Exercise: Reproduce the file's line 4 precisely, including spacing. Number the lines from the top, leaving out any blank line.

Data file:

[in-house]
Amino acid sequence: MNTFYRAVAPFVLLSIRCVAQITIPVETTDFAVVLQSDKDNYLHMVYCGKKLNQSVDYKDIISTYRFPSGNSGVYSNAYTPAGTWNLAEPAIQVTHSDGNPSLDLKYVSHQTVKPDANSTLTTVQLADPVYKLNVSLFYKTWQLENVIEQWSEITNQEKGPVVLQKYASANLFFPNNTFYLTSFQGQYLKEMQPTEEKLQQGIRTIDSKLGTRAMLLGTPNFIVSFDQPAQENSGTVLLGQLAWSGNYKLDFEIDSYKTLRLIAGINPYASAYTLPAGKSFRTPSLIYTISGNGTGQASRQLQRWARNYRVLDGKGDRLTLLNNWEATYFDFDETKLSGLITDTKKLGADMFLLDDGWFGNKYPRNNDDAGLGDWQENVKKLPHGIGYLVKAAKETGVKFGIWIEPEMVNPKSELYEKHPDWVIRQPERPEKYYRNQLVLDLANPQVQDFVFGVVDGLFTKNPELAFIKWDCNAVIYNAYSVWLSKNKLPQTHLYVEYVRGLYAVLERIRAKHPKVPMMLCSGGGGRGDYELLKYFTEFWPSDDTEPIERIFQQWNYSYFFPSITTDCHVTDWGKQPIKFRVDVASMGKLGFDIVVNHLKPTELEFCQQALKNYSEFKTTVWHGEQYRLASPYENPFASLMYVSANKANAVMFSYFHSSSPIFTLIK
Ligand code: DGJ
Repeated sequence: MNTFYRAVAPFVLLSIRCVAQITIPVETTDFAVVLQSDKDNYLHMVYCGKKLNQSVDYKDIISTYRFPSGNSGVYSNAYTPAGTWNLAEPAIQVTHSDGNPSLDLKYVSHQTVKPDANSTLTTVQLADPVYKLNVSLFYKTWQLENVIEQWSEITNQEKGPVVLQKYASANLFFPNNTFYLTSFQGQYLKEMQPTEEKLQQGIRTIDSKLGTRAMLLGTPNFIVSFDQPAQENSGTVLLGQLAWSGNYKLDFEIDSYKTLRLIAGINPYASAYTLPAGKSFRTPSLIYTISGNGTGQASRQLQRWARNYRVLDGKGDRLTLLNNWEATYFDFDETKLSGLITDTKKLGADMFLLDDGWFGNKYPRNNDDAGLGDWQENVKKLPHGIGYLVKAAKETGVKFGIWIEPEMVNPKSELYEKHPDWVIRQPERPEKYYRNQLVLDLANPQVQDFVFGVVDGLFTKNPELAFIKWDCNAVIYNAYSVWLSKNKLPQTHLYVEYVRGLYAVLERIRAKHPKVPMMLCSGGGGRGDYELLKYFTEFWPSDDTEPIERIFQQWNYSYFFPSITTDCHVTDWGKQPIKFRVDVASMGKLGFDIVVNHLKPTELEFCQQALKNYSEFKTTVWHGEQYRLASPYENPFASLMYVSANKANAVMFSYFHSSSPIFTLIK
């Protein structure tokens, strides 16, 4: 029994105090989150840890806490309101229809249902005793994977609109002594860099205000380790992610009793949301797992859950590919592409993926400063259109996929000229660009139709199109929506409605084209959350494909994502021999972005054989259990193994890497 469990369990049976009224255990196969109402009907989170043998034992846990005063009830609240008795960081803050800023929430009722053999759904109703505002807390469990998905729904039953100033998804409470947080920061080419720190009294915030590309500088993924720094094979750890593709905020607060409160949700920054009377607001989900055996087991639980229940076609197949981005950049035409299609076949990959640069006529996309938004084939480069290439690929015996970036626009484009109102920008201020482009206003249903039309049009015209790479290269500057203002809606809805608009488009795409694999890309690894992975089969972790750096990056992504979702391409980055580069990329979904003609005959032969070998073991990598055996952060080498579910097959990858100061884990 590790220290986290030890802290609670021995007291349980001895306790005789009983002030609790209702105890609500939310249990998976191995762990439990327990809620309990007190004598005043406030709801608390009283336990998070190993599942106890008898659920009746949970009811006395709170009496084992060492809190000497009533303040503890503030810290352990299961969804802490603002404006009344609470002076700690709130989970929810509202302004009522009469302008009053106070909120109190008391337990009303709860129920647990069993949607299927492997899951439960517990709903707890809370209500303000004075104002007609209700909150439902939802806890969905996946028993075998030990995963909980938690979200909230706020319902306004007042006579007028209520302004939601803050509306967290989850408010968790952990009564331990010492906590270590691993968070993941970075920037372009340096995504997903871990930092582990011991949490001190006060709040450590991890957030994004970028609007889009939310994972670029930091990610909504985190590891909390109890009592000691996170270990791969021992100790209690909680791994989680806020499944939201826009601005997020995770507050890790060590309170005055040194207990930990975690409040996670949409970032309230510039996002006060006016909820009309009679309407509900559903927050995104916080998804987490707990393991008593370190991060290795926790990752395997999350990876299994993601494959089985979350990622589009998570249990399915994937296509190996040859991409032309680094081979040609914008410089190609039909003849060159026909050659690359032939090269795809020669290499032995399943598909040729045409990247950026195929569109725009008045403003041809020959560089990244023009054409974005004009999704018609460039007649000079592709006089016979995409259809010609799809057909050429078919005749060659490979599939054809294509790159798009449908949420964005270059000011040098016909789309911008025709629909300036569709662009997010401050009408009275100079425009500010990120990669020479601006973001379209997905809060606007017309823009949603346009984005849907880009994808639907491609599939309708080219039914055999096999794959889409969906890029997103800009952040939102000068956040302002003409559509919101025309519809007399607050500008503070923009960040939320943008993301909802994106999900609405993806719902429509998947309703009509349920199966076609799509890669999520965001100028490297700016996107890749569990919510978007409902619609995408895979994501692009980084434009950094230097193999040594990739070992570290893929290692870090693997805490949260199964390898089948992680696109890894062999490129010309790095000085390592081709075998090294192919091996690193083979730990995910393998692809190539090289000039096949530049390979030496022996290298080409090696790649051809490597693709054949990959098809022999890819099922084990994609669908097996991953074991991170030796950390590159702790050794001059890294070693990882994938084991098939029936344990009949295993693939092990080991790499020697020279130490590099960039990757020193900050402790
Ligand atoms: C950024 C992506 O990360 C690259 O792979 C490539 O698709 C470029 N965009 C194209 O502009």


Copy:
Repeated sequence: MNTFYRAVAPFVLLSIRCVAQITIPVETTDFAVVLQSDKDNYLHMVYCGKKLNQSVDYKDIISTYRFPSGNSGVYSNAYTPAGTWNLAEPAIQVTHSDGNPSLDLKYVSHQTVKPDANSTLTTVQLADPVYKLNVSLFYKTWQLENVIEQWSEITNQEKGPVVLQKYASANLFFPNNTFYLTSFQGQYLKEMQPTEEKLQQGIRTIDSKLGTRAMLLGTPNFIVSFDQPAQENSGTVLLGQLAWSGNYKLDFEIDSYKTLRLIAGINPYASAYTLPAGKSFRTPSLIYTISGNGTGQASRQLQRWARNYRVLDGKGDRLTLLNNWEATYFDFDETKLSGLITDTKKLGADMFLLDDGWFGNKYPRNNDDAGLGDWQENVKKLPHGIGYLVKAAKETGVKFGIWIEPEMVNPKSELYEKHPDWVIRQPERPEKYYRNQLVLDLANPQVQDFVFGVVDGLFTKNPELAFIKWDCNAVIYNAYSVWLSKNKLPQTHLYVEYVRGLYAVLERIRAKHPKVPMMLCSGGGGRGDYELLKYFTEFWPSDDTEPIERIFQQWNYSYFFPSITTDCHVTDWGKQPIKFRVDVASMGKLGFDIVVNHLKPTELEFCQQALKNYSEFKTTVWHGEQYRLASPYENPFASLMYVSANKANAVMFSYFHSSSPIFTLIK